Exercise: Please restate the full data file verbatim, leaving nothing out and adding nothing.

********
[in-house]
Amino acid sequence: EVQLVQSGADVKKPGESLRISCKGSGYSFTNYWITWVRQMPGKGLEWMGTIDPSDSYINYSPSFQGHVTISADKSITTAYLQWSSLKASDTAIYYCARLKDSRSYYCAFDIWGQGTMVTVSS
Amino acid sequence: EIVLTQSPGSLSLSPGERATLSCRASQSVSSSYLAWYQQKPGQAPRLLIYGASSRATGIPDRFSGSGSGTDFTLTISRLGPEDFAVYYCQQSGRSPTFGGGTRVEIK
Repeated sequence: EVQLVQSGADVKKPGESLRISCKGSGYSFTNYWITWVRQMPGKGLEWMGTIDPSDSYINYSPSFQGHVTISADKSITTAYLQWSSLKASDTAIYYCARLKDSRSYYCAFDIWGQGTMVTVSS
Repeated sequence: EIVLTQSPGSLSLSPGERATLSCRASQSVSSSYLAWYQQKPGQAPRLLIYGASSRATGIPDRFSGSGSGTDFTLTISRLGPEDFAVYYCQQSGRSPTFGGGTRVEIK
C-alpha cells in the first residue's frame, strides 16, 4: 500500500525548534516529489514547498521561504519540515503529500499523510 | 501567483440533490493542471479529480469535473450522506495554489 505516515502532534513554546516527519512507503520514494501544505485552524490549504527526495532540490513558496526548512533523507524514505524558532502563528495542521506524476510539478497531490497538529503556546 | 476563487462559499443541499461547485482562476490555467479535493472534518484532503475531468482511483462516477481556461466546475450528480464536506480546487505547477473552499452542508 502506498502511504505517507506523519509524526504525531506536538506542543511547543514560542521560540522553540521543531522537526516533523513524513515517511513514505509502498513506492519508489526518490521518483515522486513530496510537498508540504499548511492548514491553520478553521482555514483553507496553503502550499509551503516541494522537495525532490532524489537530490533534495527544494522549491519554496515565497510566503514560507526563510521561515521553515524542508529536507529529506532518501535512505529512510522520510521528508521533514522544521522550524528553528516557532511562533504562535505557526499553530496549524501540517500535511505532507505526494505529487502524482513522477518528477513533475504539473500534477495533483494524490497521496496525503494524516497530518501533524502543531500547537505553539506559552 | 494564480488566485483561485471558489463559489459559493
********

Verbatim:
[in-house]
Amino acid sequence: EVQLVQSGADVKKPGESLRISCKGSGYSFTNYWITWVRQMPGKGLEWMGTIDPSDSYINYSPSFQGHVTISADKSITTAYLQWSSLKASDTAIYYCARLKDSRSYYCAFDIWGQGTMVTVSS
Amino acid sequence: EIVLTQSPGSLSLSPGERATLSCRASQSVSSSYLAWYQQKPGQAPRLLIYGASSRATGIPDRFSGSGSGTDFTLTISRLGPEDFAVYYCQQSGRSPTFGGGTRVEIK
Repeated sequence: EVQLVQSGADVKKPGESLRISCKGSGYSFTNYWITWVRQMPGKGLEWMGTIDPSDSYINYSPSFQGHVTISADKSITTAYLQWSSLKASDTAIYYCARLKDSRSYYCAFDIWGQGTMVTVSS
Repeated sequence: EIVLTQSPGSLSLSPGERATLSCRASQSVSSSYLAWYQQKPGQAPRLLIYGASSRATGIPDRFSGSGSGTDFTLTISRLGPEDFAVYYCQQSGRSPTFGGGTRVEIK
C-alpha cells in the first residue's frame, strides 16, 4: 500500500525548534516529489514547498521561504519540515503529500499523510 | 501567483440533490493542471479529480469535473450522506495554489 505516515502532534513554546516527519512507503520514494501544505485552524490549504527526495532540490513558496526548512533523507524514505524558532502563528495542521506524476510539478497531490497538529503556546 | 476563487462559499443541499461547485482562476490555467479535493472534518484532503475531468482511483462516477481556461466546475450528480464536506480546487505547477473552499452542508 502506498502511504505517507506523519509524526504525531506536538506542543511547543514560542521560540522553540521543531522537526516533523513524513515517511513514505509502498513506492519508489526518490521518483515522486513530496510537498508540504499548511492548514491553520478553521482555514483553507496553503502550499509551503516541494522537495525532490532524489537530490533534495527544494522549491519554496515565497510566503514560507526563510521561515521553515524542508529536507529529506532518501535512505529512510522520510521528508521533514522544521522550524528553528516557532511562533504562535505557526499553530496549524501540517500535511505532507505526494505529487502524482513522477518528477513533475504539473500534477495533483494524490497521496496525503494524516497530518501533524502543531500547537505553539506559552 | 494564480488566485483561485471558489463559489459559493